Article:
2 Approaches to Overcome PTSD You Haven’t Heard Of Before

crying, distress, representing ptsd

PTSD is short for Post Traumatic Stress Disorder. As the name suggests, PTSD affects many who have experienced or witnessed a traumatic event.

Natural disasters, serious accidents, terrorist acts, war, or any kind of violence afflicted on an individual can cause PTSD. Disturbing news about a loved one, or a diagnoses of terminal illness can also bring about PTSD symptoms.

This how the American Psychiatric Association describes the experience of individuals with Post Traumatic Stress Disorder:

People with PTSD have intense, disturbing thoughts and feelings related to their experience that last long after the traumatic event has ended. They may relive the event through flashbacks or nightmares; they may feel sadness, fear or anger; and they may feel detached or estranged from other people. People with PTSD may avoid situations or people that remind them of the traumatic event, and they may have strong negative reactions to something as ordinary as a loud noise or an accidental touch.

Counseling, prescription drugs, and other medical (and non-medical) modalities are prescribed to victims of PTSD with varying degrees of success. Complete resolution of all symptoms in a reasonable amount of time isn’t common.

Since symptoms of PTSD tend to linger for extended periods of time, many sufferers are open to unconventional, even experimental treatments that offer hope for relief. Deep brain stimulation, stellate ganglion block, and hyperbaric oxygen therapy are a few examples of these therapies and the subjects of some clinical trials. These may be expensive, invasive, or risky, and therefore not available to many sufferers.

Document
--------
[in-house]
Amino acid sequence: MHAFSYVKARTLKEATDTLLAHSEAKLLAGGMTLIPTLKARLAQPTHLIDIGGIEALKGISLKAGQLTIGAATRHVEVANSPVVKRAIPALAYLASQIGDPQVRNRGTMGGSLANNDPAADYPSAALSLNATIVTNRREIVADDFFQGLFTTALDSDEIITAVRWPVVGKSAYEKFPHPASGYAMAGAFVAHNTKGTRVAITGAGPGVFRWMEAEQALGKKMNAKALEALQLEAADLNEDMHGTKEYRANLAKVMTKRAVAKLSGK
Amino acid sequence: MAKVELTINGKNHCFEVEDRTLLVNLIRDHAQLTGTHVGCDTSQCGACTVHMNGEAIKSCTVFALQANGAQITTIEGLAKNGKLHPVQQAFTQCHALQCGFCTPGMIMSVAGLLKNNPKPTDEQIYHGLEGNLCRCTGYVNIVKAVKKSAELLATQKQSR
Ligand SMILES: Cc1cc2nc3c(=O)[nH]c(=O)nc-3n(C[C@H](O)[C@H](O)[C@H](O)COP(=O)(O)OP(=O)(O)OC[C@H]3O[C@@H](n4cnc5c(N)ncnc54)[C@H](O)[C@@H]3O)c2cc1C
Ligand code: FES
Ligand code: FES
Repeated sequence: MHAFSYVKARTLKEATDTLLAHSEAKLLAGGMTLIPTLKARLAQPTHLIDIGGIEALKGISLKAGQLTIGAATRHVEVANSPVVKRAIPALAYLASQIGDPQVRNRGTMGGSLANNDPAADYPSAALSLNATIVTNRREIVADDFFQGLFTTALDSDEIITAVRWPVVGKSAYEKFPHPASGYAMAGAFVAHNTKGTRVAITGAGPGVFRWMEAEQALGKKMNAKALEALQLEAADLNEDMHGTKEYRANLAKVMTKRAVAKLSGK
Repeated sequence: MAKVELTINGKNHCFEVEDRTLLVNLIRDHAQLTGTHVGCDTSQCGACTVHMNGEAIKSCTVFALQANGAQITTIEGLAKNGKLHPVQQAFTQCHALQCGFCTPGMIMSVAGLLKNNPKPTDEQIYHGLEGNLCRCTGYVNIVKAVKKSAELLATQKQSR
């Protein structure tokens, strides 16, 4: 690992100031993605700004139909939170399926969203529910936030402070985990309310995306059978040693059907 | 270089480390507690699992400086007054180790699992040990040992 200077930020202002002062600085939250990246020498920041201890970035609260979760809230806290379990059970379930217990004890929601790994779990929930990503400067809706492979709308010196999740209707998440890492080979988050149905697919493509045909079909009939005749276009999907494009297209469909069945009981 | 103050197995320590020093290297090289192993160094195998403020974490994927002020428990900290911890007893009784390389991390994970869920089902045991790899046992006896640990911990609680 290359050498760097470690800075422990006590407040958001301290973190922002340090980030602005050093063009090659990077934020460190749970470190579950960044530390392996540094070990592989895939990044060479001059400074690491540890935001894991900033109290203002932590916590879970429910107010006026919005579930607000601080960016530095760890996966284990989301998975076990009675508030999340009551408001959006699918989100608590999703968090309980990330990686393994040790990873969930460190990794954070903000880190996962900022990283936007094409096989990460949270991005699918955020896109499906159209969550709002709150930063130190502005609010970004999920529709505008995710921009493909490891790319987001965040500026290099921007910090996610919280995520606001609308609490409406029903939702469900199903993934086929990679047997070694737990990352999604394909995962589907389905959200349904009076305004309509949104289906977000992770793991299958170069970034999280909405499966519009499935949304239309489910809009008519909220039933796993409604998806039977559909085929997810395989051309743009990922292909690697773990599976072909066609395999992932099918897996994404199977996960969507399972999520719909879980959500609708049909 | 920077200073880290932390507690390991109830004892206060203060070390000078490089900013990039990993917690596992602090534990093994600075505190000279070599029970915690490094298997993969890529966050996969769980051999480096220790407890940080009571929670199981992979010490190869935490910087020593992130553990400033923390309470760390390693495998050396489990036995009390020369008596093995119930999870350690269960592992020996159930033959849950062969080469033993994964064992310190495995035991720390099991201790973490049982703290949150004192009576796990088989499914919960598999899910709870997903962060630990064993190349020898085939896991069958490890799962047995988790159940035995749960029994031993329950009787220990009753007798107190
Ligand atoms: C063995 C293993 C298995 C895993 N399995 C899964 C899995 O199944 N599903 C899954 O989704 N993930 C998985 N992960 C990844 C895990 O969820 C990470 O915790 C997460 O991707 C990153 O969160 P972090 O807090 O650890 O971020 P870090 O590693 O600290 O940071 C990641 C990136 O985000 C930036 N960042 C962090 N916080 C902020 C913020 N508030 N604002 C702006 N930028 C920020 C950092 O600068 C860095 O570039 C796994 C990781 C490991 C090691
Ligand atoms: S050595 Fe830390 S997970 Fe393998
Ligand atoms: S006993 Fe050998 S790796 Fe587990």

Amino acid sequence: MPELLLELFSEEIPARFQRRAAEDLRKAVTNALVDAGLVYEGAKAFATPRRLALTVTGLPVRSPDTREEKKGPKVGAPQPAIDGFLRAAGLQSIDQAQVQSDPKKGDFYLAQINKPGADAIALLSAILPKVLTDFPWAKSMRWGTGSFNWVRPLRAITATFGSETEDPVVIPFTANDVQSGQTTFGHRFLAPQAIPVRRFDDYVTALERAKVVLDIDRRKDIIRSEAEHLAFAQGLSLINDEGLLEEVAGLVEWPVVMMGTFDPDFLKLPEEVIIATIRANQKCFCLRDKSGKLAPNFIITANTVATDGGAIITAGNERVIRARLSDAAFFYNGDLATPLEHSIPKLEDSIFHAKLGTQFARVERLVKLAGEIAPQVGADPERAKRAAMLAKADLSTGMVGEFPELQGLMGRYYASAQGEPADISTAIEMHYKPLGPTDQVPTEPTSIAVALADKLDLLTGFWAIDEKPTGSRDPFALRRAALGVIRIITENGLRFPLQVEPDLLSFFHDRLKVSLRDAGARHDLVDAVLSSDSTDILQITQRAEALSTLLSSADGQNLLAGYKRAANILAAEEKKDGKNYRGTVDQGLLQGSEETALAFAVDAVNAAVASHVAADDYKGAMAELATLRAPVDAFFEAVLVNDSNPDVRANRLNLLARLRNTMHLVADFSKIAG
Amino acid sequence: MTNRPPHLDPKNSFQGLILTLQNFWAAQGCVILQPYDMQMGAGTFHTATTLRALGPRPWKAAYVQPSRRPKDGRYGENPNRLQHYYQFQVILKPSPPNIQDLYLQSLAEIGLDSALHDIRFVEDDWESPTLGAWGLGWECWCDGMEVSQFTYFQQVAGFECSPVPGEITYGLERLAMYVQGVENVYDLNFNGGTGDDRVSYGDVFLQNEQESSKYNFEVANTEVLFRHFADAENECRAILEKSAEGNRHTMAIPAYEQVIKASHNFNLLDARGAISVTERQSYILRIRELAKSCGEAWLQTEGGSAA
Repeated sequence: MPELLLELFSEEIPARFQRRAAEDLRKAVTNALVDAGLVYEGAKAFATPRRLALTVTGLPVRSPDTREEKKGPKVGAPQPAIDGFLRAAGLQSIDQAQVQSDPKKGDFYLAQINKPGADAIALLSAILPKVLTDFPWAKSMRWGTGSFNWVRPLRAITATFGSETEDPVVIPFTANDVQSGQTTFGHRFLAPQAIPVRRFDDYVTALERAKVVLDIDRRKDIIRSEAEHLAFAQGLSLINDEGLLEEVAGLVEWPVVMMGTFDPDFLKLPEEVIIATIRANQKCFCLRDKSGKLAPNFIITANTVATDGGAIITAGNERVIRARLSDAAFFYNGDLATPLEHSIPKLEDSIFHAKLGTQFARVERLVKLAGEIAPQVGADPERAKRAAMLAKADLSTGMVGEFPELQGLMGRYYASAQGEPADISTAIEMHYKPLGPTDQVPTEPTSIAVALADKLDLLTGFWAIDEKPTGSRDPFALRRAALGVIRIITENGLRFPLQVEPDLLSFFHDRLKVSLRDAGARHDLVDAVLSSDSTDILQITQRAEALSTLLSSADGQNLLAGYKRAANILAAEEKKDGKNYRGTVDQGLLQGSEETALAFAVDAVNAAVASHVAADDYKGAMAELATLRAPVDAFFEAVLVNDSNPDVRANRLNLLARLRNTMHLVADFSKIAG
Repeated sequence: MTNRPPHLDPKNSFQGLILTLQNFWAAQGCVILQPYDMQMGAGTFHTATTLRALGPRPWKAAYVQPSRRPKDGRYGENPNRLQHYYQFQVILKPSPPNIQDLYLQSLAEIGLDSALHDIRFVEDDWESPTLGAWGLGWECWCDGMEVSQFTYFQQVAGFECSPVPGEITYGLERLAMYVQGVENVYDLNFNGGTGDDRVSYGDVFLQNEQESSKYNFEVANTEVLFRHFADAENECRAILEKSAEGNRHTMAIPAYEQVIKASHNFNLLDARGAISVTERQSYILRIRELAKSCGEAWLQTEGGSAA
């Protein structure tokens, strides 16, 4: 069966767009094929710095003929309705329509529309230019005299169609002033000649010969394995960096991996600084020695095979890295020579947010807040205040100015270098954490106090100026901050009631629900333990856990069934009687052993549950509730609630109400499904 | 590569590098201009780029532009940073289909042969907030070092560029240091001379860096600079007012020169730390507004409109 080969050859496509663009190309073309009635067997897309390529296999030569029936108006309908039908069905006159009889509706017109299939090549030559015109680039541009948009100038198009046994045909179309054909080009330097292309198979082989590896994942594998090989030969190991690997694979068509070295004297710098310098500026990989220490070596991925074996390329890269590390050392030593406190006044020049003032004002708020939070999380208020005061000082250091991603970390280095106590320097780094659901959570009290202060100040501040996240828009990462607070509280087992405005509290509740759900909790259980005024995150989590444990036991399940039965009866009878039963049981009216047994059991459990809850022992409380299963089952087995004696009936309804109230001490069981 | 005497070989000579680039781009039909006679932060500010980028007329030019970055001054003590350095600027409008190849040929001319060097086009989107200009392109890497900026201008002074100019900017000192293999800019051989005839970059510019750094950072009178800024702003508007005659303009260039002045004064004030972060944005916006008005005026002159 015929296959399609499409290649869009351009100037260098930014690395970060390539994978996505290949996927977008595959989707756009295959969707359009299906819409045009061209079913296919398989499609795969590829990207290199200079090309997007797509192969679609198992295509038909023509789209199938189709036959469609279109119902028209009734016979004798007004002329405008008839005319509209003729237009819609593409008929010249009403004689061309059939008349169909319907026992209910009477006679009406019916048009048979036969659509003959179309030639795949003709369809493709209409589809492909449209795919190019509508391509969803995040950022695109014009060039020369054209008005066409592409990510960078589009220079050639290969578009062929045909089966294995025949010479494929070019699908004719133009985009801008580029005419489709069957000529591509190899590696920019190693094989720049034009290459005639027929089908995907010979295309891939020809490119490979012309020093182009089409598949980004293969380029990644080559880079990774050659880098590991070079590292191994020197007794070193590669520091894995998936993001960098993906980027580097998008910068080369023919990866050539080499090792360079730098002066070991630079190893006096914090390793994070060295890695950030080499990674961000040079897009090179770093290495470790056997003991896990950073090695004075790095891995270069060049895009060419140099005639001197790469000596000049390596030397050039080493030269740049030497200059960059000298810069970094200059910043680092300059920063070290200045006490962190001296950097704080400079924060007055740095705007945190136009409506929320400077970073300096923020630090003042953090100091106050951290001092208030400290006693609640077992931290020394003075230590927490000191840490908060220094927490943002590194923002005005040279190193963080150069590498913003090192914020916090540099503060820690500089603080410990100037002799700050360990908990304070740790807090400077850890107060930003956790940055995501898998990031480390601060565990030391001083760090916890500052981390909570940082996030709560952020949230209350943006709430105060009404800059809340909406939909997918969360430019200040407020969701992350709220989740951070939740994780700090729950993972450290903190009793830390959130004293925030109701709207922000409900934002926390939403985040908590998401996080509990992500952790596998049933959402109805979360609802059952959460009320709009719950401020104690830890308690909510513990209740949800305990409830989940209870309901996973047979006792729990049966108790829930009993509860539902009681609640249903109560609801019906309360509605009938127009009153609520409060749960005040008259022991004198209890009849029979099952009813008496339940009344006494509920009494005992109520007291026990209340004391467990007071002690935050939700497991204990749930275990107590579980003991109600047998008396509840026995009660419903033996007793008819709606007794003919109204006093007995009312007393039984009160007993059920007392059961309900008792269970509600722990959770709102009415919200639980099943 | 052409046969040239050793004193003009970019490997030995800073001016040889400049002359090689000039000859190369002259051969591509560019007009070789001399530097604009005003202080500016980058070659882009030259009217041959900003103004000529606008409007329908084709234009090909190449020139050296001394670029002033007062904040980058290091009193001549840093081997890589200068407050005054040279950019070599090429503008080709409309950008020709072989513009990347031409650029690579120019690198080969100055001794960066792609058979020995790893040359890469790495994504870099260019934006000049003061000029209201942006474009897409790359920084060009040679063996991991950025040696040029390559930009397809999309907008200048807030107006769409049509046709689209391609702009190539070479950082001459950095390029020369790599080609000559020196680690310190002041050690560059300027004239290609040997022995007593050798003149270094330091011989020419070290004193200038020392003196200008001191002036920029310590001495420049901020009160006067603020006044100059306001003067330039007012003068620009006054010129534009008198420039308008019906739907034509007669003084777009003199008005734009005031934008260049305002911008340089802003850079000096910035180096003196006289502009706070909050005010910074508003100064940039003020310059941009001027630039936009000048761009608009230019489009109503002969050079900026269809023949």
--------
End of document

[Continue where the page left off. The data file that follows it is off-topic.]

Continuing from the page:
Before continuing, Little Change would like to inform our readers that PTSD is a medical diagnosis, usually requires medical treatment, and that Little Change isn’t offering medical advice in this article.

The purpose of today’ post is to build awareness of two approaches to PTSD; a psychological one, and a chemical one, that appear promising, but haven’t received a lot of attention yet. The desired outcome of the founders of Little Change is for our readers to discuss anything of interest in this article with their physicians or mental health care providers prior to making any decisions or purchases.

1. Metacognitive Therapy

Metacognitive Therapy, or MCT, is a “talk therapy” that aims to help patients change how they relate to thoughts and experiences, rather than focusing on the content of their thoughts, or the origins of their distress.

Studies have shown MCT to be effective in providing complete relief for a variety of anxiety and depressive disorders. For PTSD, the Metacognitive Therapy Institute in Manchester, United Kingdom states:

Metacognitive Therapy (MCT) is the latest development in [PTSD] treatment and our development work and trials show this approach is highly effective. It is usually brief and does not rely on exposure to memories or detailed discussion of the trauma itself. It is based on research identifying the factors that impede normal emotional recovery following trauma. The therapist works with the patient to change their style of reacting to spontaneously occurring memories, thoughts and symptoms. In this way in-built psychological recovery processes are allowed to operate. This treatment approach is recommended and is supported by data from several published studies and studies in preparation.

Metacognitive Therapy offers a unique psychological approach to PTSD based on a sound psychological theory.